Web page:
@smashradio That is very well said, I completely agree and that was my go to mindset when I started out six months back, but I'm seeing some top rated seller in my category, they're definitely not working alone, because I'm a video editor and I can hardly edit 30 videos a month, and they have 80 orders in queue which is impossibe for a single person to handle, charging less than me, so won't buyers move to them as they are cheap and have more than 1K reviews.

 

Some of them will. But that's why you need a unique selling point and value proposition. Take my translation gig as an example. I charge way more than my competition. I think my rate is about double that of competing sellers. They have more orders than me, but the difference I offer is: 

  • I'm a journalist by trade with years of experience in media, content production, writing, and marketing. It dramatically affects my output. 
  • I have more time to spend on each project. Again, it affects the quality of my output because I take the time to research, correct, edit and perfect the content. 
  • I was raised in a multilingual home. I've spoken Norwegian all my life and English at home since I was six. 

Because of the above, the buyer can expect more than just a word-for-word translation: I make great content

Yes, my rate is higher, but if they don't understand the value of what I'm offering, I see no reason why I should work with them. Perhaps the other sellers in my category can grind through more words in a day, but I'm here for when the buyer needs impeccable results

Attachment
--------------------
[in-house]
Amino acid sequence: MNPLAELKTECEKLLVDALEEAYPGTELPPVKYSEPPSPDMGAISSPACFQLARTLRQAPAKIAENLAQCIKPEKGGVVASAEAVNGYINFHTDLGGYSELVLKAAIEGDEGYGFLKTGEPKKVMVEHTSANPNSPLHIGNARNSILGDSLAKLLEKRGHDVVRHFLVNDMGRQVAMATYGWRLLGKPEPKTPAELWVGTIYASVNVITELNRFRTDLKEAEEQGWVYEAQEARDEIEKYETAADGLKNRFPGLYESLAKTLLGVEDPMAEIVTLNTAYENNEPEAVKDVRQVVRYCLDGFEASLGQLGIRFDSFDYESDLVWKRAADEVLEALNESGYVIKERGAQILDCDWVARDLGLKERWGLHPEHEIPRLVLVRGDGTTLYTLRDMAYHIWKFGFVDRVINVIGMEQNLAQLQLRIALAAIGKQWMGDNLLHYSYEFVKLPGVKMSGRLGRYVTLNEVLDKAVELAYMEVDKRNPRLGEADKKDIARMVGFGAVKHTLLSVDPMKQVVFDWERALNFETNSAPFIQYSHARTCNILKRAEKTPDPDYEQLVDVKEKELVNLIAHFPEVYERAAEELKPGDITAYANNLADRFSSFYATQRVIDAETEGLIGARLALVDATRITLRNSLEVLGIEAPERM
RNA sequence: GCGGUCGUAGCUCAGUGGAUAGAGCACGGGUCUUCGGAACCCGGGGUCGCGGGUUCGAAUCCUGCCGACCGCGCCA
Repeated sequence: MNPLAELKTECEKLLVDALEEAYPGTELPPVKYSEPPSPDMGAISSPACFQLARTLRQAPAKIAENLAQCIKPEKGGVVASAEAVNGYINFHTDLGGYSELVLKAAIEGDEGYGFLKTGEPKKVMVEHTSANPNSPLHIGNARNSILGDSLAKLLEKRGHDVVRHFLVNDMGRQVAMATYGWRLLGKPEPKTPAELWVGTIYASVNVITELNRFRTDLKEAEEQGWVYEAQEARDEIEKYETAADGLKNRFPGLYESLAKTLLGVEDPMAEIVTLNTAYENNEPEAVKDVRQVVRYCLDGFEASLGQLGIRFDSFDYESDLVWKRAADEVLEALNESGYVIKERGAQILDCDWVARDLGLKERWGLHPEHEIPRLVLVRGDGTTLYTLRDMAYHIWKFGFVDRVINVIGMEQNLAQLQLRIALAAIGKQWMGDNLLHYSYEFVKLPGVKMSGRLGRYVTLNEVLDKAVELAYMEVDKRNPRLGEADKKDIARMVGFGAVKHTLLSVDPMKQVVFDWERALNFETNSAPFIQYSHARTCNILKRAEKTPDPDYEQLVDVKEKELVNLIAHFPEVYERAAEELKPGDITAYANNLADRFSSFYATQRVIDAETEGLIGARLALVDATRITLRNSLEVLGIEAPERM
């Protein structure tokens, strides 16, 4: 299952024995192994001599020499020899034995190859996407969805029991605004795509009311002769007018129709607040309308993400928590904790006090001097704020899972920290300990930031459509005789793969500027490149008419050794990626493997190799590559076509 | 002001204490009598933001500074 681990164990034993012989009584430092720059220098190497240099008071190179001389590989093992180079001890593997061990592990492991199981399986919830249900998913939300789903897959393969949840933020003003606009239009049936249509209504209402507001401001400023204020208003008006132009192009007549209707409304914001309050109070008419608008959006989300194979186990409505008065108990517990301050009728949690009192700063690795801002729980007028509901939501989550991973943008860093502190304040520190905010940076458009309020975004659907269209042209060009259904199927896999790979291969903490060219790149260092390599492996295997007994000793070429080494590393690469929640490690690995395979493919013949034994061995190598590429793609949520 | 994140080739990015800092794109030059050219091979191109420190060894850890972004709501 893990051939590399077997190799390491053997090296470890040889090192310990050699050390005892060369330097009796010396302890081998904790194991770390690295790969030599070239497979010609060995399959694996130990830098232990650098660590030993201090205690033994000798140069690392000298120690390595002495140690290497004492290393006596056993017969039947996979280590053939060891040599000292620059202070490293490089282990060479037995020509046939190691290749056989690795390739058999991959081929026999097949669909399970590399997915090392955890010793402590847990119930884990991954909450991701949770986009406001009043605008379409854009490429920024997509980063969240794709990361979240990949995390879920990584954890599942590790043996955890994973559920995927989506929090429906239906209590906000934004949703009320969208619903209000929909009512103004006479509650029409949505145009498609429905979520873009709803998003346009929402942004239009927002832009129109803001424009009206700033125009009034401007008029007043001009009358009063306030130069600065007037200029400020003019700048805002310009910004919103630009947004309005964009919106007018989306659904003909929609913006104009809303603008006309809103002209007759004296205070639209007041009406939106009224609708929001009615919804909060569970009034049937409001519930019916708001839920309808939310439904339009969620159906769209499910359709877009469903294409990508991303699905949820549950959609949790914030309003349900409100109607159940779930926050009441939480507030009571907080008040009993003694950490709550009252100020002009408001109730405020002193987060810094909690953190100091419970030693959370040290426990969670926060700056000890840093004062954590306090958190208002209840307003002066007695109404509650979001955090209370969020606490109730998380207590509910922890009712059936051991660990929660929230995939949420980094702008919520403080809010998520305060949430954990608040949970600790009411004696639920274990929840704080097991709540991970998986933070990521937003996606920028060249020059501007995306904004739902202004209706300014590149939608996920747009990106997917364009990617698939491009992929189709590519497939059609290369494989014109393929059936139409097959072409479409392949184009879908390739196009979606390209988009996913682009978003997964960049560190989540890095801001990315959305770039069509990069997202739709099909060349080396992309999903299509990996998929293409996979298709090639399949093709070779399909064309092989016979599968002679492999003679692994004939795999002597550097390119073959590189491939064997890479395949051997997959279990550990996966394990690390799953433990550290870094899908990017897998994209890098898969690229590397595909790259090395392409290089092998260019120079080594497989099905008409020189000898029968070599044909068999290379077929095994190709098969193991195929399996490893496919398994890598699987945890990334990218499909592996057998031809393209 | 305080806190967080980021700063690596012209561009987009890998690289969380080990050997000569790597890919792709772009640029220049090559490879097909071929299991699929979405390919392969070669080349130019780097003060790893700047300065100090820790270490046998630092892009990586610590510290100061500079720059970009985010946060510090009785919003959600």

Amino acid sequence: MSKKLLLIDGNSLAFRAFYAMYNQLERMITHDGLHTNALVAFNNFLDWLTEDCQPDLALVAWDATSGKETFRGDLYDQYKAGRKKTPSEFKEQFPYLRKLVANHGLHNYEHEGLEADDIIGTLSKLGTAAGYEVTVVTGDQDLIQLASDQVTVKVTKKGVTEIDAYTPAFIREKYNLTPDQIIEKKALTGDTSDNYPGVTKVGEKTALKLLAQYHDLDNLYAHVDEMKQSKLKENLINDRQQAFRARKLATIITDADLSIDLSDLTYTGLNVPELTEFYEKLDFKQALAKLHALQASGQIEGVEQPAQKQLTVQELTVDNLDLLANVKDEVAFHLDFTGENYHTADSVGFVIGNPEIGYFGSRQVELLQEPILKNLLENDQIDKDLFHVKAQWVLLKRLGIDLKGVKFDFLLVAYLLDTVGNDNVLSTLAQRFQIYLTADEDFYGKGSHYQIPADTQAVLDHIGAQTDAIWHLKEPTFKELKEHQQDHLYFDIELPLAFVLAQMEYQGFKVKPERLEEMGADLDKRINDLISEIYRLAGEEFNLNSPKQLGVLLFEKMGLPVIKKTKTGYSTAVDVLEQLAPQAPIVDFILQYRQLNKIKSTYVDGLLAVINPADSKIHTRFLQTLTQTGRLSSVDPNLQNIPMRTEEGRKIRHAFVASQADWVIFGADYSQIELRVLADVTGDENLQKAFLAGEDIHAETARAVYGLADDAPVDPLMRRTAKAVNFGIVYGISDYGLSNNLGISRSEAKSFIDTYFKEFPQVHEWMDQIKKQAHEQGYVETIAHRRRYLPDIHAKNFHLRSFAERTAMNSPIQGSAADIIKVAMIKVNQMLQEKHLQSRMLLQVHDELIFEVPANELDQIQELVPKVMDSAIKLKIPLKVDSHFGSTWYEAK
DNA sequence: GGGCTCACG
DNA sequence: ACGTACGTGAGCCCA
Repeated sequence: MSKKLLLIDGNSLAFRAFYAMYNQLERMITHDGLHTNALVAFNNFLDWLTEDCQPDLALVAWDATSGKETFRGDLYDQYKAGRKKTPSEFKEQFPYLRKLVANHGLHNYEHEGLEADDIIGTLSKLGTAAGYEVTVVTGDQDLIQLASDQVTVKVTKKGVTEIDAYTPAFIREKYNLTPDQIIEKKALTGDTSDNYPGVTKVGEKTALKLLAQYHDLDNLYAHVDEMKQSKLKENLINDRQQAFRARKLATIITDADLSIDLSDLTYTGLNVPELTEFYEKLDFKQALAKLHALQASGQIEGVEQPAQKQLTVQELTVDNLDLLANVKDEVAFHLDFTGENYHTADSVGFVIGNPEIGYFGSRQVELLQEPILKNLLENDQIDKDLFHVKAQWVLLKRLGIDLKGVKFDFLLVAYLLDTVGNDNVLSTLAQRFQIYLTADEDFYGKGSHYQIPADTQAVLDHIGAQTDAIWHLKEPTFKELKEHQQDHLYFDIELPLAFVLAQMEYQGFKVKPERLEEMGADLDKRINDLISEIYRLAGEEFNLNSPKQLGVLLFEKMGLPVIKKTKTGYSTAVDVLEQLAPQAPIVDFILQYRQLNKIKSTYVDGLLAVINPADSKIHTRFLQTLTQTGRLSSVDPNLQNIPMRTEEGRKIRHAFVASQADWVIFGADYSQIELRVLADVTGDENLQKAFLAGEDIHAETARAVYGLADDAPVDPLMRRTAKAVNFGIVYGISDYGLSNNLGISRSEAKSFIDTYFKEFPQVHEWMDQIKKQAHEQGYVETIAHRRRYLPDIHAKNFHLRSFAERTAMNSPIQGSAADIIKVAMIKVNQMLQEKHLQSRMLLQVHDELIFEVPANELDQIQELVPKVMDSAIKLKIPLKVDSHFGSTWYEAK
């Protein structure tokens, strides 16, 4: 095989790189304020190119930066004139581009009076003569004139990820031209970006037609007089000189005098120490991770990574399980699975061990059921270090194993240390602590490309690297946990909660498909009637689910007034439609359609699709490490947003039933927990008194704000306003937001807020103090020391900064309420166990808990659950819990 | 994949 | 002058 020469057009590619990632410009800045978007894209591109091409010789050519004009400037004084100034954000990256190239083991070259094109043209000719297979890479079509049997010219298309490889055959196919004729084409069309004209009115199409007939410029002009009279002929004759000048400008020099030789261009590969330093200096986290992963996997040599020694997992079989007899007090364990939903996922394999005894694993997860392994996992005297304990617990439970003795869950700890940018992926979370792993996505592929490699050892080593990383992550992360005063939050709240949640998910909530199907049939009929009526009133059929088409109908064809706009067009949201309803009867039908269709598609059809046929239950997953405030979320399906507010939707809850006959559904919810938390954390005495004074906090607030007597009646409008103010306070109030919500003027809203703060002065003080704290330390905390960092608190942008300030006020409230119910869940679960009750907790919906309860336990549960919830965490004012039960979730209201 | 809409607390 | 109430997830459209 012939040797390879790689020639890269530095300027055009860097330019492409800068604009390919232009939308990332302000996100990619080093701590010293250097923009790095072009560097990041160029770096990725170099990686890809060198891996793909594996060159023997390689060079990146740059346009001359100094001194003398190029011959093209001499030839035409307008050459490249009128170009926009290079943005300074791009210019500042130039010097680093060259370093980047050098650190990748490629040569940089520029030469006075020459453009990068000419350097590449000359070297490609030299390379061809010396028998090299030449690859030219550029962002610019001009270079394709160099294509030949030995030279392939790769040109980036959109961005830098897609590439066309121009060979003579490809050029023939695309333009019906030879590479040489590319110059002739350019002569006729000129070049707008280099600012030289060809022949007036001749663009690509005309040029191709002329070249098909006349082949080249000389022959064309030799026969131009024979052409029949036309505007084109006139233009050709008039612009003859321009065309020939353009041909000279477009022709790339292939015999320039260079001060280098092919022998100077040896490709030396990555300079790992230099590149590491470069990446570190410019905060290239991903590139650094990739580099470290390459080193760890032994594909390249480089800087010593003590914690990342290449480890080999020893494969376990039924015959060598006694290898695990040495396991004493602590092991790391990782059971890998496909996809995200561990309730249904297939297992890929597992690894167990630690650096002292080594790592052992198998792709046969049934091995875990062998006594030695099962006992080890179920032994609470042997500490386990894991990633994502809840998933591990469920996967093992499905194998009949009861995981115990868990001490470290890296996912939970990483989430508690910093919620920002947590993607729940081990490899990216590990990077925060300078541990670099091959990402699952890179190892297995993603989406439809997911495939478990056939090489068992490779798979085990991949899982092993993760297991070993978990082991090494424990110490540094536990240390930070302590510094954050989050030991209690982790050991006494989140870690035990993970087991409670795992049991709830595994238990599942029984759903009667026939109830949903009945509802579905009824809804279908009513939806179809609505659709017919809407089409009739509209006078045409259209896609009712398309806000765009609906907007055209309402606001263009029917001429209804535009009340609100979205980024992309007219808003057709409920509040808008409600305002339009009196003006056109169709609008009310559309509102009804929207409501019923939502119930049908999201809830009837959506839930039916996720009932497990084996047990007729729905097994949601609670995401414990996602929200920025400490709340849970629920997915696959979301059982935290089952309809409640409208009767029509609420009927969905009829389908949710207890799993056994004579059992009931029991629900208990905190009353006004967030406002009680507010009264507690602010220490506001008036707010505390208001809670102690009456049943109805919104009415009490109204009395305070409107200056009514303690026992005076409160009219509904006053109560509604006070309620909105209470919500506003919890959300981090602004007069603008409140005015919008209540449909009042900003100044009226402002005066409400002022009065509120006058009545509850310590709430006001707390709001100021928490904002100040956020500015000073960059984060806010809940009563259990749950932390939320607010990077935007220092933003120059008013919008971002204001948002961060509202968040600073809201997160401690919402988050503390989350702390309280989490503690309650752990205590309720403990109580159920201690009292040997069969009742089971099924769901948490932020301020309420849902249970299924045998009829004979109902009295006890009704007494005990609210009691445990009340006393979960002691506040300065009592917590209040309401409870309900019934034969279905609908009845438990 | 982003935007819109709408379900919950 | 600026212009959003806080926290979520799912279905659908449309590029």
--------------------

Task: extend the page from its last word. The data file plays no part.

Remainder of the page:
I also deal with more complex content; for instance, I just translated a document covering the maintenance of satellite LIDAR atmospheric measurement equipment for a subcontractor to NASA. That's a translation job you send to the guy who will read books on the subject to understand the concept before he starts translating, and not to the McDonald's employee doing translations at night while watching Netflix. 

So what's your value proposition? What makes you unique and different from those top-rated sellers with 80 jobs in their queue at half the rate? 

 

Immediately, I can think of a few ideas: 

  • A single point of contact: the guy you're chatting with is the same guy editing your video. 
  • You personally take the time to understand each client, their needs, customers, and marketing strategy
  • Because you charge a premium, you take on fewer projects, meaning more attention is given to each client